To calculate your required margin capital when trading forex with leverage you need to change the equation slightly.
Here you need to divide the total position value (buying power) by your leverage ratio to know how much funds you need to deposit in order to be able to open the position size you want.
Here is a demonstration of the equation. Let’s assume you want to open a position worth $120.000 in AUD/CAD and you want to use a leverage ratio of 1:150.
First, divide the total position value ($120.000) by the chosen ratio (1:150).
120.000 / 150 = 800
The result of the equation is that your margin requirement is $800 to open that position with a ratio of 1:150.
What is a good leverage ratio for forex?
First of all, leverage is needed in forex trading to be able to make any kind of profit that is significant enough to make a difference.
Without leverage, most traders would be stuck trading micro lots and would be making between a few cents to a few dollars per trade.
The best leverage ratio for a beginner in forex is usually between 1:2 and 1:50.
Many traders will argue that a higher ratio is better because you will be able to trade much larger positions.
While this is true, a higher ratio also reduces the distance to your liquidation price.
The liquidation price is where your position would be liquidated in the case of a larger drawdown.
For example, if you trade with a ratio of 1:2 you have a liquidation price that is 50% from where you opened your fx position. This means that you can suffer a 50% loss before getting liquidated.
Now, a ratio of 1:50 has a 2% liquidation price which means that if you take on a loss bigger than 2%, your account will be liquidated.
However, a 2% move in forex does not usually happen in the course of a trading day and if you are a forex day trader you should be safe at this ratio.
Once you get experienced as a leveraged trader, you can increase the ratio, but only with the use of proper risk management.
How much margin capital is needed to open a leveraged forex position?
The see how much margin capital is needed to open a forex position you can use our forex leverage calculator at the top of this page.
This calculator will calculate the money needed to open any position you choose, no matter the forex pair you are trading.
The information you need to know before calculating is:
- The total position value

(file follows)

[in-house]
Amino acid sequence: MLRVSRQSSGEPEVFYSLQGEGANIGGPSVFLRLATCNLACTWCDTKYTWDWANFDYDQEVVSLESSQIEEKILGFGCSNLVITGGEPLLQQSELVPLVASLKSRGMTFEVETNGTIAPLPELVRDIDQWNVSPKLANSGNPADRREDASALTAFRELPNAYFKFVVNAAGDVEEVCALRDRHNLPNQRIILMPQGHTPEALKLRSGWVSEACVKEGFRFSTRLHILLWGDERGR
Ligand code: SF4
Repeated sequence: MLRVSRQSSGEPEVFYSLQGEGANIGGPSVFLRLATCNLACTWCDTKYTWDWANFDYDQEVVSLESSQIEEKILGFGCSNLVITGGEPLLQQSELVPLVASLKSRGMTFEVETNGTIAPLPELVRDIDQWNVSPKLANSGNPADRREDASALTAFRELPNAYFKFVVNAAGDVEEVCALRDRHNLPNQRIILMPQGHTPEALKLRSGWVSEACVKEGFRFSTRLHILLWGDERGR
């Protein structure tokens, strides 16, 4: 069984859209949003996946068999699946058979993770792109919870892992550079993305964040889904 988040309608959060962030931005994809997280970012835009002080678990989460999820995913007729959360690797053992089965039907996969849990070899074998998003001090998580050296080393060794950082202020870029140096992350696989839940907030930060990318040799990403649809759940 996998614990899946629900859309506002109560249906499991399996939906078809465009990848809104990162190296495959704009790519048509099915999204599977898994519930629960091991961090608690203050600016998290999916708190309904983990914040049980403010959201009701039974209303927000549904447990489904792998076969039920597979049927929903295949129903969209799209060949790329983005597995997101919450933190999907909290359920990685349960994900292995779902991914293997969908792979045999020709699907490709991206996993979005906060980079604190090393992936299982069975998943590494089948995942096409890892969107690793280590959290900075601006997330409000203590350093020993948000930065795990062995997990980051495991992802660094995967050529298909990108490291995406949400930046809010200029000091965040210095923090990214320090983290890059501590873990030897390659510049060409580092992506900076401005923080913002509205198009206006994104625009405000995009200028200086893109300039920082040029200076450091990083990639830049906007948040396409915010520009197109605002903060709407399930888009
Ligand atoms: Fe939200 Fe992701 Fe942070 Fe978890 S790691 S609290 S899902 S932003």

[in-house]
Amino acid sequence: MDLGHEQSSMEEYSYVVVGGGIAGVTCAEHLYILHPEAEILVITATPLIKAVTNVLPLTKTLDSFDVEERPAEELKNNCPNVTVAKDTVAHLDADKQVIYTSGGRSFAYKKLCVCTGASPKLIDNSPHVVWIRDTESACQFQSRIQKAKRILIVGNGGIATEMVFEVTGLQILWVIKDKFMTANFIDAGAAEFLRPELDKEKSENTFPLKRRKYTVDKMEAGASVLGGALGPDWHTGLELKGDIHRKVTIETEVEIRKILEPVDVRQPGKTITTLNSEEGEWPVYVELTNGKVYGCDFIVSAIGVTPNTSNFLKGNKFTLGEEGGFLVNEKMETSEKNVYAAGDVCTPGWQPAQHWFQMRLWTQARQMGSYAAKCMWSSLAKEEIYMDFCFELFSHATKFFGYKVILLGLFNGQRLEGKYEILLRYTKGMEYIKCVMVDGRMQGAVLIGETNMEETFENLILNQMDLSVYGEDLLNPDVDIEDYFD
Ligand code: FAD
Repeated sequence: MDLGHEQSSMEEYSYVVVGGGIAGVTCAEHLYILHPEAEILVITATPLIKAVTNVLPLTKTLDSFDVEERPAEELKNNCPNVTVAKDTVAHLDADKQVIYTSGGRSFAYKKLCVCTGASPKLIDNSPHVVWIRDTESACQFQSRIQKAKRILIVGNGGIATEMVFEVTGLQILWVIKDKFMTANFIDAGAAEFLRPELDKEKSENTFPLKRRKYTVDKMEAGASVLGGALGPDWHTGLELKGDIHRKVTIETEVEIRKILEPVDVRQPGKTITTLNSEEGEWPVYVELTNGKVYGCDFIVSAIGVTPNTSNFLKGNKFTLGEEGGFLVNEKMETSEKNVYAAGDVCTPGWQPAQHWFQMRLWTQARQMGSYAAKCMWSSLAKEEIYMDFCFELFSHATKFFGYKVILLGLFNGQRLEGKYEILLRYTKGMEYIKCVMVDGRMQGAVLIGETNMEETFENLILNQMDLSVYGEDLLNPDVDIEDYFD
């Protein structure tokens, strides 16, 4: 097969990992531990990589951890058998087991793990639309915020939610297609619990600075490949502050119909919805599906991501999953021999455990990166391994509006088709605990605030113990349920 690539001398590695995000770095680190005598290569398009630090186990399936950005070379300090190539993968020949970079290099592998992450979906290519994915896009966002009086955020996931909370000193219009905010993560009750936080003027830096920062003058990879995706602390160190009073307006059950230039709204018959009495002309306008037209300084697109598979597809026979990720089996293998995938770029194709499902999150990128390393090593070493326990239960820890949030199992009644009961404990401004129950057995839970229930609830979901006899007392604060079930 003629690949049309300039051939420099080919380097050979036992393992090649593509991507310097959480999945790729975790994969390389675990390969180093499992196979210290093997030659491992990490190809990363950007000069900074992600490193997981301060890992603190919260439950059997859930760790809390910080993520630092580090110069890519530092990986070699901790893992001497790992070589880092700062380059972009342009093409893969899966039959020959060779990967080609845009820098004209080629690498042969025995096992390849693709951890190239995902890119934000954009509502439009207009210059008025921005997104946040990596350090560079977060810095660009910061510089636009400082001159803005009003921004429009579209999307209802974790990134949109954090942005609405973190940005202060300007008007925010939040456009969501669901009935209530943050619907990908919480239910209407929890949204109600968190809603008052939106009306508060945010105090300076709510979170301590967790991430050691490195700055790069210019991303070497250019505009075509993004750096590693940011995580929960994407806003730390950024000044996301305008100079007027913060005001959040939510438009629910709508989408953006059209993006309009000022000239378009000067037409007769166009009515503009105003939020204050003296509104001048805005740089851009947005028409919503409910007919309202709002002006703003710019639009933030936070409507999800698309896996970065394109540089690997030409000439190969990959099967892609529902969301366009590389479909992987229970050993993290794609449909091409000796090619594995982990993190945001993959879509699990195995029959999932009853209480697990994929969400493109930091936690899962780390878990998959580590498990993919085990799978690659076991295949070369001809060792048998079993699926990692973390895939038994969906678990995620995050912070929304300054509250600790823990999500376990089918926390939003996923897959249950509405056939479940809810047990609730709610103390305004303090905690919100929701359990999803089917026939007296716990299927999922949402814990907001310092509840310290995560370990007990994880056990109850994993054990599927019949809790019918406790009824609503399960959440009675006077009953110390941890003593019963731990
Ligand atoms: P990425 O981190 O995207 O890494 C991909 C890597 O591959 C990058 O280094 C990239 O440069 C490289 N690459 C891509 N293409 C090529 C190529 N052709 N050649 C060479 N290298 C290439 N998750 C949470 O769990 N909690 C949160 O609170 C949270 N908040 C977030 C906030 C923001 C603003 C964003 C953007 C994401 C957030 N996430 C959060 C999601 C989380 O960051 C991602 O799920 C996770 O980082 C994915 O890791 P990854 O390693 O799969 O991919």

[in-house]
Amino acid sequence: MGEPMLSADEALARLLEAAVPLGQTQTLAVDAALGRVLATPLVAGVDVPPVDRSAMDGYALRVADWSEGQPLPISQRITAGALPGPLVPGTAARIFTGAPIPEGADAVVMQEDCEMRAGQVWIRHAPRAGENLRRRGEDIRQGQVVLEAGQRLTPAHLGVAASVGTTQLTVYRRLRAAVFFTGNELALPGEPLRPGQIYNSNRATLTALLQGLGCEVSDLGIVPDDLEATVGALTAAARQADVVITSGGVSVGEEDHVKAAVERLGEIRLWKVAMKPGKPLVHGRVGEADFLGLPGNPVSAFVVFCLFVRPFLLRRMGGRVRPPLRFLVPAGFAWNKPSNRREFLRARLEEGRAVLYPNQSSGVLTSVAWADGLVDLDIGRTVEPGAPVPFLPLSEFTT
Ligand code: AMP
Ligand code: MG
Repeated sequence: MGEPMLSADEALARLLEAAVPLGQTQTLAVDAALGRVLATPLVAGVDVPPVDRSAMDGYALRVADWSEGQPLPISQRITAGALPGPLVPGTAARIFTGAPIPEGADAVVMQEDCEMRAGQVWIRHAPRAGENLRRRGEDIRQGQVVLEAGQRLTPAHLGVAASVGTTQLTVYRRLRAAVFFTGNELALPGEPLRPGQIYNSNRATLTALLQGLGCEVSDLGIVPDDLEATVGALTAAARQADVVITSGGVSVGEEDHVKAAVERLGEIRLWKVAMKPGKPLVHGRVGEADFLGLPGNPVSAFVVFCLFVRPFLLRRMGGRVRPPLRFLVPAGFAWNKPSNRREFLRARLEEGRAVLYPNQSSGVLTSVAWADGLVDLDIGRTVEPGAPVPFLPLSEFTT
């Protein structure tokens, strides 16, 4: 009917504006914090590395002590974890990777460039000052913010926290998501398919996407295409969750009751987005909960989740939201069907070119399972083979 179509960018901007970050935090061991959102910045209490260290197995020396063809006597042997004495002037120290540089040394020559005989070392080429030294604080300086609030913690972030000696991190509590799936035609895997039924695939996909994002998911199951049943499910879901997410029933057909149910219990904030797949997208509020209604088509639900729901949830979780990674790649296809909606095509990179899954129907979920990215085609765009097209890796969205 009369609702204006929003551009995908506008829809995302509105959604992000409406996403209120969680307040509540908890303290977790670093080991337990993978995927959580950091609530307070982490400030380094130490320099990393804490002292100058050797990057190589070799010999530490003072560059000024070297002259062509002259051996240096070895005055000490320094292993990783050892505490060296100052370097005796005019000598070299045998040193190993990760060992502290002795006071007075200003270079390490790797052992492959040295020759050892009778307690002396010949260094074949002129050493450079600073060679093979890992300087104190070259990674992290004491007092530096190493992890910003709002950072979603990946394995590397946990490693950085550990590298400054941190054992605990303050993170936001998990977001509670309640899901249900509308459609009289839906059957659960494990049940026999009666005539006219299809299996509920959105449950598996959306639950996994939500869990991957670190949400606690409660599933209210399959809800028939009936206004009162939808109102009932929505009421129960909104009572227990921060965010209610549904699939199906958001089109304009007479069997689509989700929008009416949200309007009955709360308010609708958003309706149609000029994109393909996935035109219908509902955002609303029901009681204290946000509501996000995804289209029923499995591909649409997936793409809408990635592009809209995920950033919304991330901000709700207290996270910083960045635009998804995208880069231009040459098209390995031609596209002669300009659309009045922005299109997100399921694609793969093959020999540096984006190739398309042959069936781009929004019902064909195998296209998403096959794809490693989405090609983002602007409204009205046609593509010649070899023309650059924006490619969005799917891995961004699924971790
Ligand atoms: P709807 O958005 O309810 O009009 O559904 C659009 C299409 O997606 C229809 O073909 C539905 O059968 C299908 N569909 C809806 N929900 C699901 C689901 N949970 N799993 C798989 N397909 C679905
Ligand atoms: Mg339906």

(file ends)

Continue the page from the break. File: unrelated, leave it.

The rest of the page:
- Your leverage ratio
- Your local currency
Once you have all this information you can input it into the calculator to see how much capital is needed for your position.
However, if you want to learn how to do the calculation on your own, here is a demonstration.
Position value / Leverage ratio = Margin capital
Example. Let’s say that you want to trade JPY/USD with a position size of $75.000 and your chosen ratio is 1:200.
75.000 / 200 = 375
This calculation indicates that your required margin capital for this forex position is $375.
3 Benefits of calculating forex leverage
Most traders do not bother learning how to calculate properly when it comes to their forex trading and I think they are missing out on a big opportunity to control their risk better and learn more about how the leveraged markets work.
There are three important benefits that you get when learning how to calculate, they are:
- You take control of your risk – Far too many traders are blindly entering into currency positions without knowing what is at stake. I’ve seen many traders using up 99.9% of their margin only to get wiped out 10 minutes after they have entered their trade. This happens due to a lack of information and poor risk management. If you know how to calculate your leverage ratios and margin requirement in forex trading, you would make far fewer mistakes and you would be better positioned to win more often.
- You take less risk overall – When you learn how much of your margin funds go into a position you start to trade more conservatively. It is scary to realize how easily you could get wiped out by volatility in the forex markets and how easy it is to stay on the safe side. Instead of using up all your capital for one position, you can spread it out over several positions or several attempts. Leverage is a powerful multiplier and you don’t need to overleverage just to make a profit, it will happen when you score a good trade.
- You learn more about leverage – The fact that leverage adds another dimension to your trading is somewhat difficult to understand. Therefore it is good to understand how it works. The best way to do this is to start calculating your positions to see exactly how your positions are structured. Someone who knows more earns more.